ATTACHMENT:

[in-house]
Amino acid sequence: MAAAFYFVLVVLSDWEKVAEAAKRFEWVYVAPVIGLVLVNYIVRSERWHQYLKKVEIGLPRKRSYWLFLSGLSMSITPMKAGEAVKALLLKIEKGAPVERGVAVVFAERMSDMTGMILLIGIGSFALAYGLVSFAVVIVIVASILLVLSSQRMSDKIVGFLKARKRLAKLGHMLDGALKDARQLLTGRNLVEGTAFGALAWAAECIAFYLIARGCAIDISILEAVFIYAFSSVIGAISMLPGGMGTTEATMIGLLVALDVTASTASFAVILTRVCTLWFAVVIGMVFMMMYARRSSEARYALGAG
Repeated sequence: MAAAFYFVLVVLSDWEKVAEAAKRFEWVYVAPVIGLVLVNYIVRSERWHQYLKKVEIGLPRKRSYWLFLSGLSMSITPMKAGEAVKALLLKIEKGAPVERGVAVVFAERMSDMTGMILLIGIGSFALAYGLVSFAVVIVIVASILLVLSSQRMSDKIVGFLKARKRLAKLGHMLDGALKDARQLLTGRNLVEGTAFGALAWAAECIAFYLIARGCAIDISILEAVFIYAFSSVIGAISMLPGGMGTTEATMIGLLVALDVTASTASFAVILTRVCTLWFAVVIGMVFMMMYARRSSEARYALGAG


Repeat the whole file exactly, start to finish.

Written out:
[in-house]
Amino acid sequence: MAAAFYFVLVVLSDWEKVAEAAKRFEWVYVAPVIGLVLVNYIVRSERWHQYLKKVEIGLPRKRSYWLFLSGLSMSITPMKAGEAVKALLLKIEKGAPVERGVAVVFAERMSDMTGMILLIGIGSFALAYGLVSFAVVIVIVASILLVLSSQRMSDKIVGFLKARKRLAKLGHMLDGALKDARQLLTGRNLVEGTAFGALAWAAECIAFYLIARGCAIDISILEAVFIYAFSSVIGAISMLPGGMGTTEATMIGLLVALDVTASTASFAVILTRVCTLWFAVVIGMVFMMMYARRSSEARYALGAG
Repeated sequence: MAAAFYFVLVVLSDWEKVAEAAKRFEWVYVAPVIGLVLVNYIVRSERWHQYLKKVEIGLPRKRSYWLFLSGLSMSITPMKAGEAVKALLLKIEKGAPVERGVAVVFAERMSDMTGMILLIGIGSFALAYGLVSFAVVIVIVASILLVLSSQRMSDKIVGFLKARKRLAKLGHMLDGALKDARQLLTGRNLVEGTAFGALAWAAECIAFYLIARGCAIDISILEAVFIYAFSSVIGAISMLPGGMGTTEATMIGLLVALDVTASTASFAVILTRVCTLWFAVVIGMVFMMMYARRSSEARYALGAG